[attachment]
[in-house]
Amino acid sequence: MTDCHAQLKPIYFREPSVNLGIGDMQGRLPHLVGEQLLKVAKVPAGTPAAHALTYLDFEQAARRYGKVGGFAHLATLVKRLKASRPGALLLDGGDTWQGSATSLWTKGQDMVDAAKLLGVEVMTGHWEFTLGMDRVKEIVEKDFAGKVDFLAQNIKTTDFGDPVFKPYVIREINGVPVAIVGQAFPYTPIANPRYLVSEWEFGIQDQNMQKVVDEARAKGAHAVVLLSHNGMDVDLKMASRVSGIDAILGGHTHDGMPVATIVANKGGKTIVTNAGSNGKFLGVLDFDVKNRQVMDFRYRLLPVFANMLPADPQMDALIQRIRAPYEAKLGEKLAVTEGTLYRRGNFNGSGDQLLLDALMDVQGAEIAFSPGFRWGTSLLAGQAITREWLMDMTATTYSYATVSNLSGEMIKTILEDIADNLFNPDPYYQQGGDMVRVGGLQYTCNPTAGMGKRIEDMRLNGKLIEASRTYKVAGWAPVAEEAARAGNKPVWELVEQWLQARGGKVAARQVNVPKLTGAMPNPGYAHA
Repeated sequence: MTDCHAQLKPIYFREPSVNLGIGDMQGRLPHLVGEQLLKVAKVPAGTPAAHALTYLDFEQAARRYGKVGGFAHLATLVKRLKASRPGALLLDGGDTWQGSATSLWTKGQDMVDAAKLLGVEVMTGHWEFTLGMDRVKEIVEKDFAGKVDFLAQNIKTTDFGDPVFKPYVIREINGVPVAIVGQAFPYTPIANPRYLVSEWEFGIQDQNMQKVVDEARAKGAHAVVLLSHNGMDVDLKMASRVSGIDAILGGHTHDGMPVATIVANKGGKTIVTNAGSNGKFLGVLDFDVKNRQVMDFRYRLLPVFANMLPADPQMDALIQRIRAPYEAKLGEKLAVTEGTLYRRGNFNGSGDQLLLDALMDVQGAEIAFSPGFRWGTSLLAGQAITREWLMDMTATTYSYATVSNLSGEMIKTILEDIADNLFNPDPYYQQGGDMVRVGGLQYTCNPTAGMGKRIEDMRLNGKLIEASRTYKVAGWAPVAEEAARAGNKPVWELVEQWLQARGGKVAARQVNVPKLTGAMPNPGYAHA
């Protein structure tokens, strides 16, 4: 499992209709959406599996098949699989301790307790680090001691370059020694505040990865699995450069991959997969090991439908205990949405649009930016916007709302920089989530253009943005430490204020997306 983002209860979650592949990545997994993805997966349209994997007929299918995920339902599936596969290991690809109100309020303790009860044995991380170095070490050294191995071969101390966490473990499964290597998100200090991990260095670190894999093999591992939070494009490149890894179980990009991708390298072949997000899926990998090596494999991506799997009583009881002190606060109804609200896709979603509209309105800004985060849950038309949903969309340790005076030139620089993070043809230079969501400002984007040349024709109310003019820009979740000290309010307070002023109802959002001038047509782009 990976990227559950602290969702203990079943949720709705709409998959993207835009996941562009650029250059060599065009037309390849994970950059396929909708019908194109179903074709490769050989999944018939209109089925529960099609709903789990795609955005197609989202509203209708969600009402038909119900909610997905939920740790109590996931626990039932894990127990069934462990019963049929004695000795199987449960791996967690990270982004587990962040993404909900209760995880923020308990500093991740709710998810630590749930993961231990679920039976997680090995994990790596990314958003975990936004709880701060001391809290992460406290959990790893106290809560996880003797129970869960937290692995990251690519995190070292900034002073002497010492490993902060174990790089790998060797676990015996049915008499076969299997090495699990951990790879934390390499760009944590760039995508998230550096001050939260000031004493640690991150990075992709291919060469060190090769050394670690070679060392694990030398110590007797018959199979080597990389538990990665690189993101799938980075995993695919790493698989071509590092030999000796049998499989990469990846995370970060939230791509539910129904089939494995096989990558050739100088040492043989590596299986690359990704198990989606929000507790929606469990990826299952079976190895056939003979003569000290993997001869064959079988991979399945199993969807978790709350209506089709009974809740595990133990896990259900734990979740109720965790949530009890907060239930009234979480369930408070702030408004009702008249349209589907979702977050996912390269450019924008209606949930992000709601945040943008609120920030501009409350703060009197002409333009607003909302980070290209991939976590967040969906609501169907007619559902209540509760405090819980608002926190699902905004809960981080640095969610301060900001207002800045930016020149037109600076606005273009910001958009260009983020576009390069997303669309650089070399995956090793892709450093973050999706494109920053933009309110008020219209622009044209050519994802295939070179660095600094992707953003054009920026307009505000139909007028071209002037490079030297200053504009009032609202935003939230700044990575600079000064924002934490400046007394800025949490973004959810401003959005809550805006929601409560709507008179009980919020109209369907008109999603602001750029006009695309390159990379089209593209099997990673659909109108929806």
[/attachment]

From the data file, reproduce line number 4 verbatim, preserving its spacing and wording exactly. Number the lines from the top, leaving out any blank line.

């Protein structure tokens, strides 16, 4: 499992209709959406599996098949699989301790307790680090001691370059020694505040990865699995450069991959997969090991439908205990949405649009930016916007709302920089989530253009943005430490204020997306 983002209860979650592949990545997994993805997966349209994997007929299918995920339902599936596969290991690809109100309020303790009860044995991380170095070490050294191995071969101390966490473990499964290597998100200090991990260095670190894999093999591992939070494009490149890894179980990009991708390298072949997000899926990998090596494999991506799997009583009881002190606060109804609200896709979603509209309105800004985060849950038309949903969309340790005076030139620089993070043809230079969501400002984007040349024709109310003019820009979740000290309010307070002023109802959002001038047509782009 990976990227559950602290969702203990079943949720709705709409998959993207835009996941562009650029250059060599065009037309390849994970950059396929909708019908194109179903074709490769050989999944018939209109089925529960099609709903789990795609955005197609989202509203209708969600009402038909119900909610997905939920740790109590996931626990039932894990127990069934462990019963049929004695000795199987449960791996967690990270982004587990962040993404909900209760995880923020308990500093991740709710998810630590749930993961231990679920039976997680090995994990790596990314958003975990936004709880701060001391809290992460406290959990790893106290809560996880003797129970869960937290692995990251690519995190070292900034002073002497010492490993902060174990790089790998060797676990015996049915008499076969299997090495699990951990790879934390390499760009944590760039995508998230550096001050939260000031004493640690991150990075992709291919060469060190090769050394670690070679060392694990030398110590007797018959199979080597990389538990990665690189993101799938980075995993695919790493698989071509590092030999000796049998499989990469990846995370970060939230791509539910129904089939494995096989990558050739100088040492043989590596299986690359990704198990989606929000507790929606469990990826299952079976190895056939003979003569000290993997001869064959079988991979399945199993969807978790709350209506089709009974809740595990133990896990259900734990979740109720965790949530009890907060239930009234979480369930408070702030408004009702008249349209589907979702977050996912390269450019924008209606949930992000709601945040943008609120920030501009409350703060009197002409333009607003909302980070290209991939976590967040969906609501169907007619559902209540509760405090819980608002926190699902905004809960981080640095969610301060900001207002800045930016020149037109600076606005273009910001958009260009983020576009390069997303669309650089070399995956090793892709450093973050999706494109920053933009309110008020219209622009044209050519994802295939070179660095600094992707953003054009920026307009505000139909007028071209002037490079030297200053504009009032609202935003939230700044990575600079000064924002934490400046007394800025949490973004959810401003959005809550805006929601409560709507008179009980919020109209369907008109999603602001750029006009695309390159990379089209593209099997990673659909109108929806």